The County contends that the Wasserman case is not applicable under the facts before us. It points out that in this case certain secured creditors held claims prior to that of the United States , which claims, it asserts, were equitably subject to local taxes. It contends that application of the Wasserman rule, under these circumstances, is prejudicial to the County as it is tantamount to giving the United States tax lien a priority to which it is not entitled. The County contends that the United States lien should be held subject to local taxes, at least to the extent that prior lienholders were so subject. It points out that in the Wasserman case, while the claim of the government was not reduced in amount, the prior liens did retain their priority, subject only to the reductions allowed for local taxes.

The difficulty with this contention is that no prior lienholders share in the fifty-two thousand dollar fund and there is no share against which the local taxes can be charged. The dispute is limited to the respective priorities of the government lien and the claim of the County. The County's contention in this respect would appear to amount to an attack against the order of sale which directed the creation of this fund. As we have noted, there was no appeal from that order and the manner in which the fund was established and the propriety of its purpose are not subject to question.

Affirmed.

 

 

[60-2 USTC 9532] United States of America , Appellant v. V. F. Bond, Audrey A. Bond, et al., Appellees

(CA-4), U. S. Court of Appeals, 4th Circuit, No. 7987, 279 F2d 837, 5/31/60, Rev'g and rem'g Dist. Ct., 59-2 USTC 9605, 172 F. Supp. 759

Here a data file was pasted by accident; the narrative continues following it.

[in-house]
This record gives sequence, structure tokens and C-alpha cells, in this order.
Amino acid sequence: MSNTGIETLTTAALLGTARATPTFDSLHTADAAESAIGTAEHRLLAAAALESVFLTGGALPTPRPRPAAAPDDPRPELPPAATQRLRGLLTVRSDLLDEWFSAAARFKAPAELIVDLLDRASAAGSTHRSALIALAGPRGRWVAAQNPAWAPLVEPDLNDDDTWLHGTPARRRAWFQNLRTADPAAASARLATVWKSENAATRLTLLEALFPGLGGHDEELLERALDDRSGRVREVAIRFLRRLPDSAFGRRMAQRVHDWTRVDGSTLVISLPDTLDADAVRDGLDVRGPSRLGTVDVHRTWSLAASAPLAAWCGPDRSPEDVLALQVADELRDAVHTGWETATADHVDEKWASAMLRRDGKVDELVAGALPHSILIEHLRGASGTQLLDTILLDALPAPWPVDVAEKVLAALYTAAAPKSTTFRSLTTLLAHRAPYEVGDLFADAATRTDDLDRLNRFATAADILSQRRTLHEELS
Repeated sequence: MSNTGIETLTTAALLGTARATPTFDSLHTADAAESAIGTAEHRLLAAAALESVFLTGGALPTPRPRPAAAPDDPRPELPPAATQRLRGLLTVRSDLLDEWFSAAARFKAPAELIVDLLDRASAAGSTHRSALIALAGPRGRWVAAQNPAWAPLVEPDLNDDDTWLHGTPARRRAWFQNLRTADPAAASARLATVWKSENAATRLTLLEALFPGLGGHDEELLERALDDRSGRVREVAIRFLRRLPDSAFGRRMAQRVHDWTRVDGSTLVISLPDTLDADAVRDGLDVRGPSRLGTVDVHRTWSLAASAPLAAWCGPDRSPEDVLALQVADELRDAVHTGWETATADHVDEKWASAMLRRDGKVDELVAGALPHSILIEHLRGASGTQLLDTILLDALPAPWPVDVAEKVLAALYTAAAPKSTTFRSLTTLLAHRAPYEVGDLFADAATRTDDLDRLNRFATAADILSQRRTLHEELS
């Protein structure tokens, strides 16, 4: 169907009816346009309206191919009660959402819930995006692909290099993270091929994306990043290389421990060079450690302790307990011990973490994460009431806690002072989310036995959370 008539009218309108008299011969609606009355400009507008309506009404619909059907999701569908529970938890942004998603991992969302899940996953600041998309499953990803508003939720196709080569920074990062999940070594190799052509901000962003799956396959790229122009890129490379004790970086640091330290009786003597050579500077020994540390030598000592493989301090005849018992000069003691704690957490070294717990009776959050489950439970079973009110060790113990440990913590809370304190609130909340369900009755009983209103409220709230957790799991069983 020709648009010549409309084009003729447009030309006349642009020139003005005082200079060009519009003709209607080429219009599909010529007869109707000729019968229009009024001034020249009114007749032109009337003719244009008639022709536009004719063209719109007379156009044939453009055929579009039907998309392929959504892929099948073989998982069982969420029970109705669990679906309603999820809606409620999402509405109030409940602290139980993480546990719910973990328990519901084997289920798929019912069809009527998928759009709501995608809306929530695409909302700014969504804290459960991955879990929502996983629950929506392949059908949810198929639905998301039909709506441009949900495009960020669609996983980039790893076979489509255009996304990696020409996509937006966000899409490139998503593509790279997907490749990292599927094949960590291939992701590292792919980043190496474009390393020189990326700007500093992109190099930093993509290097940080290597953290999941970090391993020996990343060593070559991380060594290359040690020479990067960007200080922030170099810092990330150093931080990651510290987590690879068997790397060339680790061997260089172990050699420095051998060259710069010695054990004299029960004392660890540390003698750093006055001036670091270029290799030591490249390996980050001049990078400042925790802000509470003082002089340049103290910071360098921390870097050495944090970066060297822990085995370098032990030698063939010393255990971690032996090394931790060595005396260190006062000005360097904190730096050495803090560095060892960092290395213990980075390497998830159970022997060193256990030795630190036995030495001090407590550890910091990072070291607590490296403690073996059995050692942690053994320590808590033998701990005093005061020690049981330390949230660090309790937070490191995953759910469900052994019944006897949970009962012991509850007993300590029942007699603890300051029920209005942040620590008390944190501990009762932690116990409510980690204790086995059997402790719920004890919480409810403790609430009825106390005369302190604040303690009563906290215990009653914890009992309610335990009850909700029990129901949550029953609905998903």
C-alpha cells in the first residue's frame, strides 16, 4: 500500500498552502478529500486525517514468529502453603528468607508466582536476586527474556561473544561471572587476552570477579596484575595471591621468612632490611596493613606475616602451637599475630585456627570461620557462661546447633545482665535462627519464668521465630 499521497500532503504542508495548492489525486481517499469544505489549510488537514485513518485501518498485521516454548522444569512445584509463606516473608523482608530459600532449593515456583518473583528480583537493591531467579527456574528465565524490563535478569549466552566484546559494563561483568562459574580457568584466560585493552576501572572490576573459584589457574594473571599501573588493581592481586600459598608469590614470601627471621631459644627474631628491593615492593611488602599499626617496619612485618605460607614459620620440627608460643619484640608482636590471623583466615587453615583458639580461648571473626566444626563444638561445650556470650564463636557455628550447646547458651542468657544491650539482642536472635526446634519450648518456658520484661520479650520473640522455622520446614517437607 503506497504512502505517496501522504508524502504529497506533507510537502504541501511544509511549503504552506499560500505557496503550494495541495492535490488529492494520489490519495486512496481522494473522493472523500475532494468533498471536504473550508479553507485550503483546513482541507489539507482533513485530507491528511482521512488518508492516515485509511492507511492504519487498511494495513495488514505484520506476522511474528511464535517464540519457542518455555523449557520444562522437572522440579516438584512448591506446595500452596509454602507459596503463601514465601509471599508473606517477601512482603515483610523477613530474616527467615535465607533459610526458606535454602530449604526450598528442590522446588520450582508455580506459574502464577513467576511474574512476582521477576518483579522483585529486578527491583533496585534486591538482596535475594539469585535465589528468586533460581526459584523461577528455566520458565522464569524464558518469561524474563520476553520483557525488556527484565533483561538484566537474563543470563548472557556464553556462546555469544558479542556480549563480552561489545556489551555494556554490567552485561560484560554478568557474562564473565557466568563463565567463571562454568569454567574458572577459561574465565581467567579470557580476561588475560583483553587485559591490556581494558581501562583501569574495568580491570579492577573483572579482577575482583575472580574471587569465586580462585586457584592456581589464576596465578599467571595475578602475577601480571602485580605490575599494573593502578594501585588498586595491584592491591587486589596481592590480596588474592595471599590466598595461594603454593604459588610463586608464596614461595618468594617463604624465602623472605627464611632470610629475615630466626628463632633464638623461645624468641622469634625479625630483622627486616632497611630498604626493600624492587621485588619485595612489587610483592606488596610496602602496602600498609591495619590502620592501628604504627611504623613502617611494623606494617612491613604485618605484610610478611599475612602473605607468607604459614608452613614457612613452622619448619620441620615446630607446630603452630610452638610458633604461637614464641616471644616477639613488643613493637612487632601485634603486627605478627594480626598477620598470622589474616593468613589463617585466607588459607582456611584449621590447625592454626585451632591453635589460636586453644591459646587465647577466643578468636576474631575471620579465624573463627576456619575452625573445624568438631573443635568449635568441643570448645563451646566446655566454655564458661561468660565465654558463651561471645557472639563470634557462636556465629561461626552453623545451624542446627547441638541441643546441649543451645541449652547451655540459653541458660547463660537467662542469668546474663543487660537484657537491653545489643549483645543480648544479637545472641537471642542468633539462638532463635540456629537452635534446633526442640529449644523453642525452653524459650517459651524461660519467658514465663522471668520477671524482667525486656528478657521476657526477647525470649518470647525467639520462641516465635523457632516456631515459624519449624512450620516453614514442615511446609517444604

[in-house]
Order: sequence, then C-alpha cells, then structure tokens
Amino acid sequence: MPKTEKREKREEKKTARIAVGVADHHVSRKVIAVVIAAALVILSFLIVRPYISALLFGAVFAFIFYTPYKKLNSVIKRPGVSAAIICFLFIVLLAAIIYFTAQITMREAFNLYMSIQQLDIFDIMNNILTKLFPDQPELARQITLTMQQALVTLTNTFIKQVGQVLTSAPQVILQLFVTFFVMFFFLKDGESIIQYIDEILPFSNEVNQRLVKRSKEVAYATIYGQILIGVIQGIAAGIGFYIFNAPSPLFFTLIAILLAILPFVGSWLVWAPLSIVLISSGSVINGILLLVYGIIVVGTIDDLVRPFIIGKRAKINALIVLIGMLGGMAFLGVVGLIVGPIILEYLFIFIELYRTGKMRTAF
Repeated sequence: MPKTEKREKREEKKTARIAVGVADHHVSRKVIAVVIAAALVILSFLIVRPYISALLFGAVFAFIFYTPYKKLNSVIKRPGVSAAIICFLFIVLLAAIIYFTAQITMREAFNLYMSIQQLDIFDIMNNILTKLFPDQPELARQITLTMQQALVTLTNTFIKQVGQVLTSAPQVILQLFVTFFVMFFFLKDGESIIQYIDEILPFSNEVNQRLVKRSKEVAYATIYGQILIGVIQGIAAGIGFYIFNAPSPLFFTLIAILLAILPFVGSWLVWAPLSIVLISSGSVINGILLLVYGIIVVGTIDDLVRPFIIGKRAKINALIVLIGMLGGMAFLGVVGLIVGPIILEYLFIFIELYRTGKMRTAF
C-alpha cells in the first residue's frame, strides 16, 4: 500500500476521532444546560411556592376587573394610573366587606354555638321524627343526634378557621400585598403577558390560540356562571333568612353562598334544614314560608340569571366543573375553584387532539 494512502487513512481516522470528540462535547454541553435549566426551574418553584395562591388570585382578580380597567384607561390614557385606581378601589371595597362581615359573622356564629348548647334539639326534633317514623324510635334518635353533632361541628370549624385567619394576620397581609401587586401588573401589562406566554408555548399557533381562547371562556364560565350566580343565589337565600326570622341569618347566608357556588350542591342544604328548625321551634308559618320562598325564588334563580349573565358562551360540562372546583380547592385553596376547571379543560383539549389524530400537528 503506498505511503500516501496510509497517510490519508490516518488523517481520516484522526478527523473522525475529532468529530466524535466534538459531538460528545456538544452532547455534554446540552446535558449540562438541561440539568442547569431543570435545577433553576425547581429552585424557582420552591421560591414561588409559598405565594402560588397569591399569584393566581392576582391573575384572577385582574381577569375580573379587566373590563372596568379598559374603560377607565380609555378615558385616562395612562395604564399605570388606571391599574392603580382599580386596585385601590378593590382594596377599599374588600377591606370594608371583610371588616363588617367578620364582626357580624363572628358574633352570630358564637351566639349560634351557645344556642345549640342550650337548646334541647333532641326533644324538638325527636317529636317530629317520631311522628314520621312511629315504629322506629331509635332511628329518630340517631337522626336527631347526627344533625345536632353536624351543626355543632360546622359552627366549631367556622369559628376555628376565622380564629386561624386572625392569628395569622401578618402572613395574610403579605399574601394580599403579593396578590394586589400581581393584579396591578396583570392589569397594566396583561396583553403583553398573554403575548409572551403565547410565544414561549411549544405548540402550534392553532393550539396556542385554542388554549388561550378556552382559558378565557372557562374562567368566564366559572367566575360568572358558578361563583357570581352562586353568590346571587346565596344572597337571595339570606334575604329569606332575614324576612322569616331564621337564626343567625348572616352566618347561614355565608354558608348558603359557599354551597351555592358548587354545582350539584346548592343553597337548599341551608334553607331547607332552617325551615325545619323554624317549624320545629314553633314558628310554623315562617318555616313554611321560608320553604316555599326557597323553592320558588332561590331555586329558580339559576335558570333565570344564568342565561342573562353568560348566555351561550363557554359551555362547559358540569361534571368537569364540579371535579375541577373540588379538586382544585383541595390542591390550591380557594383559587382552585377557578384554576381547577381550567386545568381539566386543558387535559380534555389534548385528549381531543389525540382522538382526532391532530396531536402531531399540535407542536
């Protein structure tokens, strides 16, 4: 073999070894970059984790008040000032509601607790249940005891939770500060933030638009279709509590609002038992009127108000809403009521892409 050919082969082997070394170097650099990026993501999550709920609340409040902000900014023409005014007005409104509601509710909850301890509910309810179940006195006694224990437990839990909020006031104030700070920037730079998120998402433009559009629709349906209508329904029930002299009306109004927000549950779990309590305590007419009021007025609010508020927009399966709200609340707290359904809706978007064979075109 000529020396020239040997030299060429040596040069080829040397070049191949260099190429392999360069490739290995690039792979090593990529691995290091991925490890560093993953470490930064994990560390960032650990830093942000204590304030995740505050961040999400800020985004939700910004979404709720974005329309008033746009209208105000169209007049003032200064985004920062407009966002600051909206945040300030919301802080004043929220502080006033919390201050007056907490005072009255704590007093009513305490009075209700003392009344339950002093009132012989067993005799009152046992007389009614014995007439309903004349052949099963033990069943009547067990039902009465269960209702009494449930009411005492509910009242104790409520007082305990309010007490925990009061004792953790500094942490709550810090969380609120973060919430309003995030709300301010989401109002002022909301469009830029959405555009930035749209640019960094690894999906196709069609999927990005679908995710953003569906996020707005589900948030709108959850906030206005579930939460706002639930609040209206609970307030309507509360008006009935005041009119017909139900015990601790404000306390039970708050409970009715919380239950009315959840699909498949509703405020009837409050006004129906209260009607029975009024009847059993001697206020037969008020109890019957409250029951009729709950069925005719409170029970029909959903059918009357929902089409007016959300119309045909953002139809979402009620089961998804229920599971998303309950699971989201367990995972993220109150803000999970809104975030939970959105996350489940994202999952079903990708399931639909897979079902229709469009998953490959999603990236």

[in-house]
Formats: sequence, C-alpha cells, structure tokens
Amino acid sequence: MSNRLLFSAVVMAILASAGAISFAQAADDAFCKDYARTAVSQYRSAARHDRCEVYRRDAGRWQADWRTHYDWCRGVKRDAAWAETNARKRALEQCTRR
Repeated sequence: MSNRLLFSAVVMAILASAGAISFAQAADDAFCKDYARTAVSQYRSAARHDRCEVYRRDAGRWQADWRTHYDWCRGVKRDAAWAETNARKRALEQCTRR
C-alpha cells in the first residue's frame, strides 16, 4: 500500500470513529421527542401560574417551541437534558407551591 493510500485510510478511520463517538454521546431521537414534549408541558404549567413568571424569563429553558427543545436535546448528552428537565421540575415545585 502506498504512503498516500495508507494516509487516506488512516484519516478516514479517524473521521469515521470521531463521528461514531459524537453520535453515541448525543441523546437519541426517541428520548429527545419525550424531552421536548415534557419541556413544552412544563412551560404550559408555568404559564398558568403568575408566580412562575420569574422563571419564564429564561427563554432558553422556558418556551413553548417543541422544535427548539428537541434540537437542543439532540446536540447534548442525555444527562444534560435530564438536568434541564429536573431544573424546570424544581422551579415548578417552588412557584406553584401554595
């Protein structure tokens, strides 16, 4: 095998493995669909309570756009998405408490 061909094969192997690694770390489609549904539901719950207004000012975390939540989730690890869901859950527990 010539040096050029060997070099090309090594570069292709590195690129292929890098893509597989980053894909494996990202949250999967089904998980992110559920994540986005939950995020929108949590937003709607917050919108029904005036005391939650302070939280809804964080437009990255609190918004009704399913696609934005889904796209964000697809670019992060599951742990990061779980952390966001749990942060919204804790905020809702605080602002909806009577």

[1954 Code Secs. 6321-6323 and 7403]

Lien for taxes: Priority of claim for real estate taxes paid by mortgagee: Attorney's fee.--The lien of the United States for taxes owed by an insolvent mortgagor-taxpayer had priority over a mortgagee's lien for real estate taxes which it had paid, pursuant to the terms of a prior recorded mortgage, on the mortgaged property where the local (Virginia) taxes accrued and were paid after notice of the federal tax lien had been recorded. The federal tax lien was also superior to the attorney's fee paid by the mortgagee in liquidating the mortgage.

One dissent.

David O. Walter, Department of Justice, Washington, D. C. (Charles K. Rice, Assistant Attorney General, Lee A. Jackson, A. F. Prescott, Department of Justice, Washington, D. C., John M. Hollis, National Bank of Commerce Building, Norfolk, Va., Henry St. J. FitzGerald, Assistant United States Attorney, Post Office Building, Alexandria, Va., on brief), for appellant. Dillard C. Laughlin (Jesse, Phillips, Klinge & Kendrick on brief), for appellees.

Before SOBELOFF, Chief Judge, and HAYNSWORTH and BOREMAN, Circuit Judges.

BOREMAN, Circuit Judge:

The principal question for decision is whether a tax lien of the United States is prior in right to payments of real estate taxes made by the mortgagee under a prior recorded mortgage, the taxes having accrued and the payments having been made subsequent to the recordation of the notice of federal tax lien. In addition, there is a question of priority as between the federal tax lien and an attorney fee allowed by the District Court for payment to the mortgagee out of the proceeds of the sale of the mortgaged property.

The United States brought this action in the United States District Court for the Eastern District of Virginia on October 29, 1957 , for the foreclosure of tax liens upon property and rights to property of appellees, the taxpayers.